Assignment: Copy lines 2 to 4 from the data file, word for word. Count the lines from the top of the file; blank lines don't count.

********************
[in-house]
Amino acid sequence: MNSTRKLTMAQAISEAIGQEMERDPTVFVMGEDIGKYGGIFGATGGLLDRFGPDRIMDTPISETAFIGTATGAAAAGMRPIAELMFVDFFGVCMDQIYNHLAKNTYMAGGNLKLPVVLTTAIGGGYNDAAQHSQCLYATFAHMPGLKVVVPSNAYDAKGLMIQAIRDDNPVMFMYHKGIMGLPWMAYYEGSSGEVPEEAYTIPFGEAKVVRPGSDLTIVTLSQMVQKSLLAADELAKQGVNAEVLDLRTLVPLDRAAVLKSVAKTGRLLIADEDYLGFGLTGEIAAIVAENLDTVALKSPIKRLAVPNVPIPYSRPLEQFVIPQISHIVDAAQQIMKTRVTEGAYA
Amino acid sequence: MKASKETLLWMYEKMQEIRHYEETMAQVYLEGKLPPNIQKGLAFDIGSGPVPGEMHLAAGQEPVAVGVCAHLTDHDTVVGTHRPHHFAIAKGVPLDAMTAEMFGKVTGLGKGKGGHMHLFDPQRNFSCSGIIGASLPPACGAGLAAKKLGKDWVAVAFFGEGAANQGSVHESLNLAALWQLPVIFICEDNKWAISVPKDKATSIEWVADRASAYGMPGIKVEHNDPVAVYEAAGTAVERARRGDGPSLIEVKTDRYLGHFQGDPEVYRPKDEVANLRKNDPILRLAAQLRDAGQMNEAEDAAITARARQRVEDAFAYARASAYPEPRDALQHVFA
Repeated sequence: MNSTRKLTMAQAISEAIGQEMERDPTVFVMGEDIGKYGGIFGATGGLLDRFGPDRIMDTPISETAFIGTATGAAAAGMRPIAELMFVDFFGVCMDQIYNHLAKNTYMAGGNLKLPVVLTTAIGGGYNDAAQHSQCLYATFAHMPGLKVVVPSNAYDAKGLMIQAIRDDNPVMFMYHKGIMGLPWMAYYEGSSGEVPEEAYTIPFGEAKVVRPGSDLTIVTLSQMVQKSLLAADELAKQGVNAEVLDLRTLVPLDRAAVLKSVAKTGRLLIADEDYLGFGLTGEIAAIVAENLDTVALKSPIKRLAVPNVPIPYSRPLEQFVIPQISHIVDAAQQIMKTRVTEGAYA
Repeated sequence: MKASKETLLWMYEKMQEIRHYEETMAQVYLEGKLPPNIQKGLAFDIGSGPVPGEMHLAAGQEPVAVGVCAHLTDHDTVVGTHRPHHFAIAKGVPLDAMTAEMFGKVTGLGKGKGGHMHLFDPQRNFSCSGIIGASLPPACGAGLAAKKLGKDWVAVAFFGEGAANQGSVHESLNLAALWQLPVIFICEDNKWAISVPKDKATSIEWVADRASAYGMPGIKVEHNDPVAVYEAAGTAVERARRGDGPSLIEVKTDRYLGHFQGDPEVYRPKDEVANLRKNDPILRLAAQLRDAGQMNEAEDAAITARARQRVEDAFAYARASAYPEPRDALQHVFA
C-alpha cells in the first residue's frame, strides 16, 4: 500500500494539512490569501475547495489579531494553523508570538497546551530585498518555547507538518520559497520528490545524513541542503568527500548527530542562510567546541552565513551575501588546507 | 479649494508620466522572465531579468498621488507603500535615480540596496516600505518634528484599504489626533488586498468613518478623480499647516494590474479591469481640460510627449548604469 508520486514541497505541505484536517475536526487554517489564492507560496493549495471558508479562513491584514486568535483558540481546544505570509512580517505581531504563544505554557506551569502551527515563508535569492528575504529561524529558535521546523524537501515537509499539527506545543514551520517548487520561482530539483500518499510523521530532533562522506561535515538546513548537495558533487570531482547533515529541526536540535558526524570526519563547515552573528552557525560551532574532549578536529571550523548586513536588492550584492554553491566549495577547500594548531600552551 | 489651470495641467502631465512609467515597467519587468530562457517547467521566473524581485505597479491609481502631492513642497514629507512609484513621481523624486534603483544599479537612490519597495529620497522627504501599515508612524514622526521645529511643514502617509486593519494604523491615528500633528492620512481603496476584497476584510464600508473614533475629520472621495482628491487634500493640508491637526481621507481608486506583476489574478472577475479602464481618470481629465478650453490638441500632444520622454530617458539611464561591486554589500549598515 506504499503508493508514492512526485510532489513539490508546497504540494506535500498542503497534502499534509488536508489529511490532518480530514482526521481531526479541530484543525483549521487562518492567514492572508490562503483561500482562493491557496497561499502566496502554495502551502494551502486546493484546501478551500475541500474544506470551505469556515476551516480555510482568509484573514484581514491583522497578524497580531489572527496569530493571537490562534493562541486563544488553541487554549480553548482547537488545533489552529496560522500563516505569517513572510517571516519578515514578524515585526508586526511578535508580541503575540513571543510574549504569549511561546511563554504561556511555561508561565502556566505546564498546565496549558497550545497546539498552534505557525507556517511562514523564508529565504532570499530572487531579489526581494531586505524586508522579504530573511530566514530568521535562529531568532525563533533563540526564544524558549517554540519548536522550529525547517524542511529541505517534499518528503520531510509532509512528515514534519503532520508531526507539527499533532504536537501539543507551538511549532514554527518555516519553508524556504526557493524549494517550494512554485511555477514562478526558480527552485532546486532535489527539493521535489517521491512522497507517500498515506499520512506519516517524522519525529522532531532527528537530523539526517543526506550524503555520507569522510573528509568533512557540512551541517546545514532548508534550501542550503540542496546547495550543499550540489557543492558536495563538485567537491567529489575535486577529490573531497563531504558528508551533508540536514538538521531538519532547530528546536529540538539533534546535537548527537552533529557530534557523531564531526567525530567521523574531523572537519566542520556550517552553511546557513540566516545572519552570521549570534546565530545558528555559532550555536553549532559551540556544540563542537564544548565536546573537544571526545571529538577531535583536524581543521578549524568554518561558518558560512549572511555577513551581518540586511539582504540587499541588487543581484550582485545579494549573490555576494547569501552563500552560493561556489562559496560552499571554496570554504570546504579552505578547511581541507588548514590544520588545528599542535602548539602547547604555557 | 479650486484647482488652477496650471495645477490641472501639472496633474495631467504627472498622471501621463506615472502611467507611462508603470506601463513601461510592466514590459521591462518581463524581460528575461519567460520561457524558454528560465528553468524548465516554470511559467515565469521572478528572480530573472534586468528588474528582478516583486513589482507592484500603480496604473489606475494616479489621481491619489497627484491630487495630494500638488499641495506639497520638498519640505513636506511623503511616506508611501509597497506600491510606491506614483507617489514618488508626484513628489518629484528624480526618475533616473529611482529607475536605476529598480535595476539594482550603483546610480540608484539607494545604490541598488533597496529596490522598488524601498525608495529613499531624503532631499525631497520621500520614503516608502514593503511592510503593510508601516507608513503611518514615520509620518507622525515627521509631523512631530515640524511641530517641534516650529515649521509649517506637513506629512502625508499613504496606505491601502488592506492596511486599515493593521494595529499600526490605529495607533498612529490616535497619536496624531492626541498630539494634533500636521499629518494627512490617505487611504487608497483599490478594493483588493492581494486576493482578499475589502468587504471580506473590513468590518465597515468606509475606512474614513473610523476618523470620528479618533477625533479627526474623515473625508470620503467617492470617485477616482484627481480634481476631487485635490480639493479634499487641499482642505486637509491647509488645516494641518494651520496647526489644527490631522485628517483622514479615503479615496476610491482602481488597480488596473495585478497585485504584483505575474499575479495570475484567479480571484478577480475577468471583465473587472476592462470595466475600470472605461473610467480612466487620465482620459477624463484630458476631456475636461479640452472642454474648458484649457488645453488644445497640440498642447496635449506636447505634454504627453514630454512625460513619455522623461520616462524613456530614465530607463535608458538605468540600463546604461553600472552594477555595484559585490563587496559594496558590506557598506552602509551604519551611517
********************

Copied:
Amino acid sequence: MNSTRKLTMAQAISEAIGQEMERDPTVFVMGEDIGKYGGIFGATGGLLDRFGPDRIMDTPISETAFIGTATGAAAAGMRPIAELMFVDFFGVCMDQIYNHLAKNTYMAGGNLKLPVVLTTAIGGGYNDAAQHSQCLYATFAHMPGLKVVVPSNAYDAKGLMIQAIRDDNPVMFMYHKGIMGLPWMAYYEGSSGEVPEEAYTIPFGEAKVVRPGSDLTIVTLSQMVQKSLLAADELAKQGVNAEVLDLRTLVPLDRAAVLKSVAKTGRLLIADEDYLGFGLTGEIAAIVAENLDTVALKSPIKRLAVPNVPIPYSRPLEQFVIPQISHIVDAAQQIMKTRVTEGAYA
Amino acid sequence: MKASKETLLWMYEKMQEIRHYEETMAQVYLEGKLPPNIQKGLAFDIGSGPVPGEMHLAAGQEPVAVGVCAHLTDHDTVVGTHRPHHFAIAKGVPLDAMTAEMFGKVTGLGKGKGGHMHLFDPQRNFSCSGIIGASLPPACGAGLAAKKLGKDWVAVAFFGEGAANQGSVHESLNLAALWQLPVIFICEDNKWAISVPKDKATSIEWVADRASAYGMPGIKVEHNDPVAVYEAAGTAVERARRGDGPSLIEVKTDRYLGHFQGDPEVYRPKDEVANLRKNDPILRLAAQLRDAGQMNEAEDAAITARARQRVEDAFAYARASAYPEPRDALQHVFA
Repeated sequence: MNSTRKLTMAQAISEAIGQEMERDPTVFVMGEDIGKYGGIFGATGGLLDRFGPDRIMDTPISETAFIGTATGAAAAGMRPIAELMFVDFFGVCMDQIYNHLAKNTYMAGGNLKLPVVLTTAIGGGYNDAAQHSQCLYATFAHMPGLKVVVPSNAYDAKGLMIQAIRDDNPVMFMYHKGIMGLPWMAYYEGSSGEVPEEAYTIPFGEAKVVRPGSDLTIVTLSQMVQKSLLAADELAKQGVNAEVLDLRTLVPLDRAAVLKSVAKTGRLLIADEDYLGFGLTGEIAAIVAENLDTVALKSPIKRLAVPNVPIPYSRPLEQFVIPQISHIVDAAQQIMKTRVTEGAYA